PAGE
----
Moderator:  Should outdoor dining continue, should restaurants pay rent for public space?

McNamara-Stabile: On rent, there can be compromise. A lot of businesses feel stymied in dealing with the city, and city employees don’t seem to realize that.

Balik: Other businesses have lost parking spots. But I’m proud of the city council for doing this for restaurants. We can become the Riviera of the West Coast if we do this right. But there can be a fee for use if things get back to normal.

Francois: This is a band-aid approach but a good idea for the time being. But parking is being taken from residences and other businesses, and the council must deal with the overall parking problem. This is a good first step.

Jackson: Outdoor dining should be here to stay. Everyone I know absolutely loves it. We must  improve upon the plan, and need to extend the program through the year to give it a chance to see what is working and what is not. Businesses understand there will be some cost for encroachment on public space.

Rittenhouse:  Outdoor dining has enhanced the city. Actually, we have plenty of parking but often that is not apparent to people. 


Moderator:  Opinion of Fiesta Hermosa?

Balik: I’m a big fan of Fiesta Hermosa but it does need some changes. I favor an overhaul but not gone.

Francois: I agree it needs a complete overhaul. Right now the profits go to the Chamber of Commerce, and that takes away from what we as a city are going to subsidize.

Jackson: Two critical weekends? Is this what we want moving forward as we come out of COVID?

Rittenhouse: I love Hermosa Fiesta and many friends do, too. It is an unforgettable experience, and I’m not for changing it all that much.

McNamara-Stabile: We own Fiesta Hermosa, it is something special. Some residents may think it’s oh, so crazy, but it brings in revenues. We do need more artsy vendors. People remember this forever, and I live in the thick of it.


Moderator: Would you call yourself an environmental activist, advocate, or what?

Francois: I have worked on many environmental projects. I’m a community advocate, and have been for the past 40 years. I’ve been in the trenches.

Jackson: All of the above. Now I have the opportunity to do something good, and to be part of the solution, not the problem.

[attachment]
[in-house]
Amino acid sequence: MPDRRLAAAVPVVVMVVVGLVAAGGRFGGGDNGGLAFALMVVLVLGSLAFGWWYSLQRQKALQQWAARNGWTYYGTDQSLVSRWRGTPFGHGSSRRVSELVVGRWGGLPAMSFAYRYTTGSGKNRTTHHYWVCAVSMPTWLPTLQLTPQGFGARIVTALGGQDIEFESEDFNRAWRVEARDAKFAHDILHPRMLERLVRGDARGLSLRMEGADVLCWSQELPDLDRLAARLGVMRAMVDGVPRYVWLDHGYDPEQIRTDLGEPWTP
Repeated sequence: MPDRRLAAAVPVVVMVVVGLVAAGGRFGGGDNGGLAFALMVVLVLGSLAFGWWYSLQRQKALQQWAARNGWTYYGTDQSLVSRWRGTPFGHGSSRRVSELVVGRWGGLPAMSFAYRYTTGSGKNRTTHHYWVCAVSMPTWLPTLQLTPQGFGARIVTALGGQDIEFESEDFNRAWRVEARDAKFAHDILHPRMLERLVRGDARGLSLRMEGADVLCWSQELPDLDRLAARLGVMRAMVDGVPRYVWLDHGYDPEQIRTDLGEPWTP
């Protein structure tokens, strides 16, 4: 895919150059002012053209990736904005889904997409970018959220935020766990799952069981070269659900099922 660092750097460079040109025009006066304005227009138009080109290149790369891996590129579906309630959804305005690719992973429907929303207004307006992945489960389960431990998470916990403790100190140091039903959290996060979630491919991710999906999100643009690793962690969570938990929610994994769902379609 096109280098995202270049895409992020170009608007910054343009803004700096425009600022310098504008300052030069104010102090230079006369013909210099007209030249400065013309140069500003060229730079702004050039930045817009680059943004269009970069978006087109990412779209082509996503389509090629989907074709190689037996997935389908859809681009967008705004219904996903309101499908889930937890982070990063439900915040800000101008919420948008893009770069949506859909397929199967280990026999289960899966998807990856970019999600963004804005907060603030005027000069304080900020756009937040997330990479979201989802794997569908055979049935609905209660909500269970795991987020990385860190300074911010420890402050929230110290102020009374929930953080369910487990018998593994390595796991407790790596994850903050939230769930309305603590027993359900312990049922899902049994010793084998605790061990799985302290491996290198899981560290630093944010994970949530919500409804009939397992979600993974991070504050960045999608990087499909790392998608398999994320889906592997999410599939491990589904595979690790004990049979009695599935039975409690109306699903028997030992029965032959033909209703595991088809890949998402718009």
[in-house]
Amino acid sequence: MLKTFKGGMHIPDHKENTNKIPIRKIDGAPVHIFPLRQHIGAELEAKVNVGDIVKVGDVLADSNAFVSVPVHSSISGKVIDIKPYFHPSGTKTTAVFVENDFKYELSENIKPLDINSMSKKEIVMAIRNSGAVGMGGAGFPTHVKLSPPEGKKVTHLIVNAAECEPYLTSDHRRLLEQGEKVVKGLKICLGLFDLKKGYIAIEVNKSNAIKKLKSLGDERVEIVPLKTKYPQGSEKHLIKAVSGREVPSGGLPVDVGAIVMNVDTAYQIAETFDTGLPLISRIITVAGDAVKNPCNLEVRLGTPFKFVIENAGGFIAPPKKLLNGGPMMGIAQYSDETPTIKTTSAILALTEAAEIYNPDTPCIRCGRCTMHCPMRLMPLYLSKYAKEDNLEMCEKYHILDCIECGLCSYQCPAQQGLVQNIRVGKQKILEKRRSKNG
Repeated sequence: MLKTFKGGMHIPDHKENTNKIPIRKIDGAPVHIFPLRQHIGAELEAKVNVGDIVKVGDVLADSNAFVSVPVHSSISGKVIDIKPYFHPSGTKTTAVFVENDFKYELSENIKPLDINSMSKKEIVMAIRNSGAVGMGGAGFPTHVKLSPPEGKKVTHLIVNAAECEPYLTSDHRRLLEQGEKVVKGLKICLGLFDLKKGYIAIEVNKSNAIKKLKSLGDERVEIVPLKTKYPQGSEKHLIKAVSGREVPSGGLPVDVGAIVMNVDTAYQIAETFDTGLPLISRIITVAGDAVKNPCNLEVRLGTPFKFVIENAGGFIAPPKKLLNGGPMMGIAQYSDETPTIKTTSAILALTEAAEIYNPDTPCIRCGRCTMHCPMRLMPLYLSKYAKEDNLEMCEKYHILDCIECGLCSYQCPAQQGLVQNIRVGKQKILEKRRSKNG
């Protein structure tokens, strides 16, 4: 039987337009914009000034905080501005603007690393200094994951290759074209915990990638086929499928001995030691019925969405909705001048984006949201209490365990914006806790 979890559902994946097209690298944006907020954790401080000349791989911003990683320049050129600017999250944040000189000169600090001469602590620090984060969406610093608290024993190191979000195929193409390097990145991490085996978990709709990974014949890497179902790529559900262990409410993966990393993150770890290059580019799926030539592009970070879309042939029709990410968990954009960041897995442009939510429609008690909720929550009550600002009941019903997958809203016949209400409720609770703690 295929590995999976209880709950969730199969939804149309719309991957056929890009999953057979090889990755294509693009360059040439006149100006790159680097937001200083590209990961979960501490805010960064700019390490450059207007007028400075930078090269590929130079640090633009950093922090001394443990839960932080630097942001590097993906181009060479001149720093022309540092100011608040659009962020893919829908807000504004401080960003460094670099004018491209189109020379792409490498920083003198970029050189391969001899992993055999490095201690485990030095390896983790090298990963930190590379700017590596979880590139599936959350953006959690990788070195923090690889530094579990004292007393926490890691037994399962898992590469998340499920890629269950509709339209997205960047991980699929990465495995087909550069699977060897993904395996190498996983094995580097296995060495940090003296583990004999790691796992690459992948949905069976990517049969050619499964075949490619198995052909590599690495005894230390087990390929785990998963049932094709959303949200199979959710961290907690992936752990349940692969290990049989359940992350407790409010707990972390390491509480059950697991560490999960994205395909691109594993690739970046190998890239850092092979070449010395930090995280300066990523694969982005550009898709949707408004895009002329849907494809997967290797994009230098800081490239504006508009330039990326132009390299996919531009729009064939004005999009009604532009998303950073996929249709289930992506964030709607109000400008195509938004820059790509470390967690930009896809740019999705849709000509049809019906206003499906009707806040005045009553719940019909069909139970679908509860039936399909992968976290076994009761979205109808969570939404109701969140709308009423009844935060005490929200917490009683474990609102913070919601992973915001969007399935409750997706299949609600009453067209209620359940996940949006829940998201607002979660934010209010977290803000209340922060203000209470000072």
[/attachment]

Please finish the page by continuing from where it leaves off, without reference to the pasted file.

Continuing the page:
Rittenhouse: I’m more of an “actionist” and have helped create clean energy that would power 24 Hermosa Beaches. I can help Hermosa Beach to intelligently invest in renewable energy processes.

McNamara-Stabile: I care deeply about the environment. I have the audacity to run for council  because we need creative solutions. We want to do things that are fun, but do no harm.

Balik: I’ve been cleaning up the earth most of my professional life. I get in there and get my hands dirty. But remember, not every environmental program is necessarily good for Hermosa Beach.


Moderator:  Prefer strong council or strong manager? Opinion of assistant city manager hire?

Jackson: The city needs a strong city manager, someone at the helm who knows what they are doing. This city manager is on top of it, doing everything she can to insure we move forward in a positive manner. As to assistant city manager, at the end of the day we’ll see how it goes.

Rittenhouse: An assistant city manager is a worthwhile investment. But I don’t want the city to take on large financial obligations for the future.

McNamara-Stabile: I think it is important for the citizens to stay on top of these decisions.

Balik: This is not the time  to hire a deputy… period. [City manager] Suja may or may not need help, but it is the mayor who needs to be in control. This was a wrong decision.

Francois: It’s an overpaid deputy post that didn’t need to be filled. This is not the best thing… the council should give more direction.


Moderator: What steps would you take to alleviate homelessness?

Rittenhouse: There are only a few in the whole town. Right now the police are doing a good job. It is a complicated issue, partly because people have different reasons for being homeless.

McNamara-Stabile: I have noticed an increase in homelessness, but [Police Chief Paul LeBaron] said the problem is now more under control. I like the pallet house idea as used in Redondo Beach. There’s a place to stay and be safe.

Balik: We’re kind of hamstrung by the rights homeless have. It’s hard to clean up homeless camps. I think the answer is working with nonprofits. This can only be solved through public-private partnerships.

Francois: We need to work with neighboring cities and the county. It’s good to get counselors involved. This is a regional issue that will be the issue of the next century.

Jackson: This will get worse before it gets better. This is a call to action, and we need to act with more compassion.


Moderator: Your opinion of hardscape on the Greenbelt?

McNamara-Stabile: The answer is hard-packed dirt. Our national parks do this. Hard-packed dirt path could be right next to the chips.

Balik: I don’t agree with how we are going about this issue. Hardscaping… that’s the wrong word. But whatever surface we put down will create a speed lane for bikes. It is the last nature walk in the city, and a lot of residents are not in favor of this.